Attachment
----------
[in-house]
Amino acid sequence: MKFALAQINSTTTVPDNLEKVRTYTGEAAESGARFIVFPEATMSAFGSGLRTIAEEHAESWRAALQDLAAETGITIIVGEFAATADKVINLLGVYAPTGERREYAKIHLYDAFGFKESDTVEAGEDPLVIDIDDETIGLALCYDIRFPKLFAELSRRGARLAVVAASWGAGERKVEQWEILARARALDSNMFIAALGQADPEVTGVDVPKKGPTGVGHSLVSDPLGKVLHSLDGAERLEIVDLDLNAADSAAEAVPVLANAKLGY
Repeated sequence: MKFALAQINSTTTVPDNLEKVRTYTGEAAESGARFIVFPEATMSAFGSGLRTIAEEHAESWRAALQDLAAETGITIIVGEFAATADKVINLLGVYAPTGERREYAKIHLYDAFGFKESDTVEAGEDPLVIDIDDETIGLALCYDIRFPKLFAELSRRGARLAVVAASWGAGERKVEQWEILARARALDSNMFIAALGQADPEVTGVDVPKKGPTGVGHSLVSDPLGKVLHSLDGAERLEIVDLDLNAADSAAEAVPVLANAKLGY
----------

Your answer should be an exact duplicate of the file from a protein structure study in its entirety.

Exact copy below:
[in-house]
Amino acid sequence: MKFALAQINSTTTVPDNLEKVRTYTGEAAESGARFIVFPEATMSAFGSGLRTIAEEHAESWRAALQDLAAETGITIIVGEFAATADKVINLLGVYAPTGERREYAKIHLYDAFGFKESDTVEAGEDPLVIDIDDETIGLALCYDIRFPKLFAELSRRGARLAVVAASWGAGERKVEQWEILARARALDSNMFIAALGQADPEVTGVDVPKKGPTGVGHSLVSDPLGKVLHSLDGAERLEIVDLDLNAADSAAEAVPVLANAKLGY
Repeated sequence: MKFALAQINSTTTVPDNLEKVRTYTGEAAESGARFIVFPEATMSAFGSGLRTIAEEHAESWRAALQDLAAETGITIIVGEFAATADKVINLLGVYAPTGERREYAKIHLYDAFGFKESDTVEAGEDPLVIDIDDETIGLALCYDIRFPKLFAELSRRGARLAVVAASWGAGERKVEQWEILARARALDSNMFIAALGQADPEVTGVDVPKKGPTGVGHSLVSDPLGKVLHSLDGAERLEIVDLDLNAADSAAEAVPVLANAKLGY